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USF basketball coach fired in controversy

Jerry Ann Winters is dismissed after four years as the women's team coach after claims of discrimination.


© St. Petersburg Times, published December 15, 2000

TAMPA -- Jerry Ann Winters, the South Florida women's basketball coach in the center of a bitter racial discrimination controversy, was fired Thursday.

Winters had been suspended with pay since Oct. 25 after a university investigation concluded she dismissed former player Dione Smith in retaliation for participating in a 1999 internal review of racial discrimination claims against the coach.

In November, Winters appealed the decision rendered by the university's Equal Opportunity Affairs office. On Thursday, her appeal was denied and she was promptly fired by USF athletic director Paul Griffin.

"Given the serious findings and breach of university policies, I've notified Coach Winters that the university plans to exercise the contractual options to terminate her employment at the university," Griffin said.

Acting coach Jose Fernandez, in his first year with the USF program, was named head coach and given a two-year contract. This is the first collegiate head coaching job for Fernandez, 29.

Winters, who was to begin her 25th season of coaching, will receive one-twelfth of her base salary of $70,000, or just less than $6,000, as part of a buyout clause in her contract.

USF President Judy Genshaft said Thursday the university is committed to diversity and concurred with Griffin's decision.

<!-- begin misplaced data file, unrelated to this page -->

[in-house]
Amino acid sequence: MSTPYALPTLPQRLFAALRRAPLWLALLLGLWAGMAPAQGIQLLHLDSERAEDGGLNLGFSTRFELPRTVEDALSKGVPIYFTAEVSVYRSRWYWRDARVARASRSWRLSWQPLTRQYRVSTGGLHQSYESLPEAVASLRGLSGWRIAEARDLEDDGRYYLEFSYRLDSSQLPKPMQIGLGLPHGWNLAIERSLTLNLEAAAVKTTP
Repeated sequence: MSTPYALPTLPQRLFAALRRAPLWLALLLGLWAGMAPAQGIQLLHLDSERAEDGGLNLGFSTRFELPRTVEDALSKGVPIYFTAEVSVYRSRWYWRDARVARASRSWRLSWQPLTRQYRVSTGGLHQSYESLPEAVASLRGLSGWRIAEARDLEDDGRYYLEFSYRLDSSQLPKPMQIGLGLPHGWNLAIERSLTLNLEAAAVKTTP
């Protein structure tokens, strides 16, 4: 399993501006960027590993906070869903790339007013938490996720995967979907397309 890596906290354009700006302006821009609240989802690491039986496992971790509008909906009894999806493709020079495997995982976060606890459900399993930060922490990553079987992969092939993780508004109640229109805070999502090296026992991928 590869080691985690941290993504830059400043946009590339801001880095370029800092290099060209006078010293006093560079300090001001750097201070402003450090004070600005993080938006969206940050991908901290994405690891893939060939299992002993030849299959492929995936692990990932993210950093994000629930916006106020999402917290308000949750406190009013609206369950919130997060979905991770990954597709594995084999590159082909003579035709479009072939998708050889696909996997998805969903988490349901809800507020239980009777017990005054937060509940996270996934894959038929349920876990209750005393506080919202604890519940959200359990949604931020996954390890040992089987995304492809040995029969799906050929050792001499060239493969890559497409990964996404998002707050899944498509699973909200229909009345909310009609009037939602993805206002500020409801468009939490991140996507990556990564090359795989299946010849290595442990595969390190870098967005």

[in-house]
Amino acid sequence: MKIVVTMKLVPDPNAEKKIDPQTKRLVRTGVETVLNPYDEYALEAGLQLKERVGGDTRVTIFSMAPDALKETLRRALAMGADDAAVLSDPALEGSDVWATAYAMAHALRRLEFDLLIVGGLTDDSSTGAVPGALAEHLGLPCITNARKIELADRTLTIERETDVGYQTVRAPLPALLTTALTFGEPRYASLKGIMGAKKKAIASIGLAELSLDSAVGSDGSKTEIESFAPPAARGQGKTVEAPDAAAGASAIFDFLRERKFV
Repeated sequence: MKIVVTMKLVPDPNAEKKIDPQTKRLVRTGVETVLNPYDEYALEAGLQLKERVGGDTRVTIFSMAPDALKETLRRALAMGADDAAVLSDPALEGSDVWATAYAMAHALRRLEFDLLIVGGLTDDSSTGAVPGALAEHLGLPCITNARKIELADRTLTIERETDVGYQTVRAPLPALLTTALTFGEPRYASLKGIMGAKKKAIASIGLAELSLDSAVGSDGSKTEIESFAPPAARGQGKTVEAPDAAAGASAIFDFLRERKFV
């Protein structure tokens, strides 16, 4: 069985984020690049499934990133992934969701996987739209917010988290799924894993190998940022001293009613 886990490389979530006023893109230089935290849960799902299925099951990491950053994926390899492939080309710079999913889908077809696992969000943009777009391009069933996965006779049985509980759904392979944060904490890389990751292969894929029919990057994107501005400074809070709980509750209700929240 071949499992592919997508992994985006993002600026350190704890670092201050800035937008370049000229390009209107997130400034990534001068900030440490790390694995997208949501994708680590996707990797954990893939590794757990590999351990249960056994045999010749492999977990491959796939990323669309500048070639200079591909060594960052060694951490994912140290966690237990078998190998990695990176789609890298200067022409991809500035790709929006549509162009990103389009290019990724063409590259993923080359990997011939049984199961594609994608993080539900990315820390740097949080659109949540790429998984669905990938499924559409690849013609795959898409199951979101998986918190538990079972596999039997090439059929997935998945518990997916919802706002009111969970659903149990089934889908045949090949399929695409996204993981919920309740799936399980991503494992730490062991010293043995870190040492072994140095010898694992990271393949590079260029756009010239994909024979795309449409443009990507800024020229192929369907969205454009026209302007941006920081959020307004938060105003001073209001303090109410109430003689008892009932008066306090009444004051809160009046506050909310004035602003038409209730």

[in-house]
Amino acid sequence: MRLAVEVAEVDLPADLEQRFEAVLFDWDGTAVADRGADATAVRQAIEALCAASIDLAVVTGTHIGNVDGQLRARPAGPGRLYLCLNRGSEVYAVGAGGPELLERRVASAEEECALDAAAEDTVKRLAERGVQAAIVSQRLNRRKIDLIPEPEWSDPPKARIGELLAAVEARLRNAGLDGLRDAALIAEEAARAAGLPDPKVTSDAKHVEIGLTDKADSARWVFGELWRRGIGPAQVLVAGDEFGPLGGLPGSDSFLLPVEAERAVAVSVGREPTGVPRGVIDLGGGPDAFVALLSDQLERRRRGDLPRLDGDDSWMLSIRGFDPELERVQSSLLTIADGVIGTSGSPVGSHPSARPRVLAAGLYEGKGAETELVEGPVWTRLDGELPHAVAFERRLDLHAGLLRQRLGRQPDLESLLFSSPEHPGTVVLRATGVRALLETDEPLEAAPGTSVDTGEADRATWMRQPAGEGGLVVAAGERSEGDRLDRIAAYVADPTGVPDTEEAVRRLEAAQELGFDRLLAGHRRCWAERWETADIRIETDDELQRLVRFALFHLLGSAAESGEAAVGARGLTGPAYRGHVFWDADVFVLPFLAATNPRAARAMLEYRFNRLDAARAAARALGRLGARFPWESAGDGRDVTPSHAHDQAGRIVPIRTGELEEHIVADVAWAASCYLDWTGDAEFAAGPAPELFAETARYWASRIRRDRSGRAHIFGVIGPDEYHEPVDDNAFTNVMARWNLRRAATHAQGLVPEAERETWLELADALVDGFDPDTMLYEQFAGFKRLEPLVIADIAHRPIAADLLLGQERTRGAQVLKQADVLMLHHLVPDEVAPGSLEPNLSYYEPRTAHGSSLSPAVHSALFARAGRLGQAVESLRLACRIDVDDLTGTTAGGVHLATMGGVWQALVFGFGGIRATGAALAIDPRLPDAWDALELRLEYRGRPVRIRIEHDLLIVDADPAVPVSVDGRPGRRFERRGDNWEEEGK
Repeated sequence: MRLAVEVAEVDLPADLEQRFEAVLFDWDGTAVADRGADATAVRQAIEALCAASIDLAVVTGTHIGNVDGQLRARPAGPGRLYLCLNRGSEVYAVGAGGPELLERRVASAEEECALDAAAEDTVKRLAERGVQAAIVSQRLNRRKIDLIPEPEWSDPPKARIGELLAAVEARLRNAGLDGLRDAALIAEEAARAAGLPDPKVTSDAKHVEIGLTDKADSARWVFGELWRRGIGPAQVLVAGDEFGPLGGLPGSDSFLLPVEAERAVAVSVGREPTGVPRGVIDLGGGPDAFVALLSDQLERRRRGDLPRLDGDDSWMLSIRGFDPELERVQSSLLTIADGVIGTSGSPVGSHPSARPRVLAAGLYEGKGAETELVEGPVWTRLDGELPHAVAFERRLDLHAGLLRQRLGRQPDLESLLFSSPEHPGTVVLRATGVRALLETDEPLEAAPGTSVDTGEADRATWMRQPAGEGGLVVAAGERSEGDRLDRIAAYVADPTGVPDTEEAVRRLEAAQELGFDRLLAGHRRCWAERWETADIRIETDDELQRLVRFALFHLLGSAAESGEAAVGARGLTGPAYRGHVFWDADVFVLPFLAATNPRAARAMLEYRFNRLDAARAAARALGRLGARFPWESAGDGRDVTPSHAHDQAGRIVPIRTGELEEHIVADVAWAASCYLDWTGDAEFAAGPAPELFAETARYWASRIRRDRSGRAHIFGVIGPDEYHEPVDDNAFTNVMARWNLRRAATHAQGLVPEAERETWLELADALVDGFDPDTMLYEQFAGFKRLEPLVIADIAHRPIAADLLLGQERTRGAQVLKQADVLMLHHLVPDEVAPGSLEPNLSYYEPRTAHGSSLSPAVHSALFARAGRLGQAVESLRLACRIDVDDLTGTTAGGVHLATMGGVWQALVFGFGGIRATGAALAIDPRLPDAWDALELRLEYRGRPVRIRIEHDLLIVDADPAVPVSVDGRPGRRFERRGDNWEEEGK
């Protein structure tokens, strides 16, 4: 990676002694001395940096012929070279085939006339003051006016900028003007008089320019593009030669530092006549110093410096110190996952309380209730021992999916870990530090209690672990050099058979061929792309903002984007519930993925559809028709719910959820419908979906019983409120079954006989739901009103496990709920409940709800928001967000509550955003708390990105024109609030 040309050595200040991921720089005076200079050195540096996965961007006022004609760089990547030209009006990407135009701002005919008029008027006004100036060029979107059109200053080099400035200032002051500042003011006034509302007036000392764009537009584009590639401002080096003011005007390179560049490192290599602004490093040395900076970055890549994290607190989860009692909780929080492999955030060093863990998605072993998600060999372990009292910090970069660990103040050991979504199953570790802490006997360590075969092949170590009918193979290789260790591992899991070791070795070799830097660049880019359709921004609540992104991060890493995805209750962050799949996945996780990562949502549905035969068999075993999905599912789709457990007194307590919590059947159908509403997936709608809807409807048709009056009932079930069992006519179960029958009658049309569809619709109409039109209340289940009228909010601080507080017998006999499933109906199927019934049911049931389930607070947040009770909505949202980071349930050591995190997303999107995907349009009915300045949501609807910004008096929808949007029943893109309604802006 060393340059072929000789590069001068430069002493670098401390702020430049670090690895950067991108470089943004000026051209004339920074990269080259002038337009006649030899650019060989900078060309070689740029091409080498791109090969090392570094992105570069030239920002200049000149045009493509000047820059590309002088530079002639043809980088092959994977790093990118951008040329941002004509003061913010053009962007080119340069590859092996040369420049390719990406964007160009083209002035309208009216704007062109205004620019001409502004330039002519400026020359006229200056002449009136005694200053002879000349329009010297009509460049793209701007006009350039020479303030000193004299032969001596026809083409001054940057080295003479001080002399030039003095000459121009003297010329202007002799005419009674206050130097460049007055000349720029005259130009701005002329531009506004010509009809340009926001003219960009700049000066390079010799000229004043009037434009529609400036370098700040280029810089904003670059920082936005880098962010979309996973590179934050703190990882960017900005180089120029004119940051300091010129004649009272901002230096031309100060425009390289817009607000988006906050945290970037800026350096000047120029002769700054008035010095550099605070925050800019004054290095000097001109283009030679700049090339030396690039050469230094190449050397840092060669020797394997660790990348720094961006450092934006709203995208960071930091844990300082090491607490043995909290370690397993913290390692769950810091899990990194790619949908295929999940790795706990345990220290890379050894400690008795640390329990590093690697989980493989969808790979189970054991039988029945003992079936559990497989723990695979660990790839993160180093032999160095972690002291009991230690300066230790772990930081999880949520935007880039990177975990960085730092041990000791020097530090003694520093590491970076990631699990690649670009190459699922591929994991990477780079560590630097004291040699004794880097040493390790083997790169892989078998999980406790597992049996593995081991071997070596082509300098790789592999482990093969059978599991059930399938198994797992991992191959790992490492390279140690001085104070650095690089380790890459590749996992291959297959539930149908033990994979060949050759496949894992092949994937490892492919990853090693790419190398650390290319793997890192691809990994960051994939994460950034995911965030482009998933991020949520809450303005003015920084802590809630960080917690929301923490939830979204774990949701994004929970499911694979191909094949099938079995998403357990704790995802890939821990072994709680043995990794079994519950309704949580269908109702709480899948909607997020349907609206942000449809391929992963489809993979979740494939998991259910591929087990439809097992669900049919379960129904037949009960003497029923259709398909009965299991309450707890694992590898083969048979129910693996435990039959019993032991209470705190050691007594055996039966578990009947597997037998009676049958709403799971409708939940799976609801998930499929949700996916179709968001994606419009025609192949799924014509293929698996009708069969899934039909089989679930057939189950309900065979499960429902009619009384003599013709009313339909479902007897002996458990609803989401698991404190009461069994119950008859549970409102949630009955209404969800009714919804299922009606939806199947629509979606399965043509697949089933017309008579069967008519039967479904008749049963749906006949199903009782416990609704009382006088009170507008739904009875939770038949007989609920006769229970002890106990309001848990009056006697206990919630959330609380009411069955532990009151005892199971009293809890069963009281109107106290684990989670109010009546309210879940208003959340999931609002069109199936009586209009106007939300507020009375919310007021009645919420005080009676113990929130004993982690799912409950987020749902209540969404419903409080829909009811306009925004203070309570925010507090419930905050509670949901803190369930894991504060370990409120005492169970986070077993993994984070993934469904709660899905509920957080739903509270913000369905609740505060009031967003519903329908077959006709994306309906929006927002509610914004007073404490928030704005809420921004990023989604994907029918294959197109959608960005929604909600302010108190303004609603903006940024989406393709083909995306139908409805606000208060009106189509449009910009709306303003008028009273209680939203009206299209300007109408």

"(Griffin) has described what he is doing to make sure the core values of this university are fully reflected in our women's basketball program," Genshaft said. "These actions have my complete and full support. . . . We are taking actions to ensure the university maintains its commitment to diversity and fairness."

After spending four seasons at the helm of the South Florida women's basketball team, Winters, 52, said she was "extremely disappointed" that USF had denied her appeal, saying "the EOA final investigative report is factually inaccurate in almost all respects."

Winters also said she looks forward to the day she can clear her name.

"I am deeply disappointed in the decision denying my appeal," Winters said in a statement released by her attorney, John Goldsmith.

"From an examination of the affidavits attached to my appeal, it cannot be more clear that the appeal decision's conclusion is flatly wrong. . . . I am shocked that USF has decided to terminate me on this basis."

Griffin acknowledged he had several options to choose from as punishment for Winters but said firing her was the correct decision.

"We had the opportunity to consider a wide range of options, but quite frankly given the seriousness of these findings as given on Oct. 25, in consultation with both President (Judy) Genshaft, general counsel and human resources, we were of the opinion that if those findings stood, termination was the appropriate response," Griffin said. "We considered every option, but the decision for termination was one that became abundantly clear as the appropriate and right thing to do."

In March 1999, Smith and several teammates complained to then-assistant athletic director Hiram Green that Winters was discriminating against them because they were black. Smith and others submitted written complaints to Green, who then investigated the matter and found "a re-ocurring theme of racism" within the program, according to university documents.

In April 2000, Winters dismissed Smith, a three-year starter, from the team, saying Smith showed an "outward and blatant disrespect for me" by singing a verse from a song on the team bus a month earlier that Winters thought questioned her job security.

Winters said Smith sang the phrase, "We ain't gonna see our coach no more." Smith said she sang: "This may be the last time we see our coaches."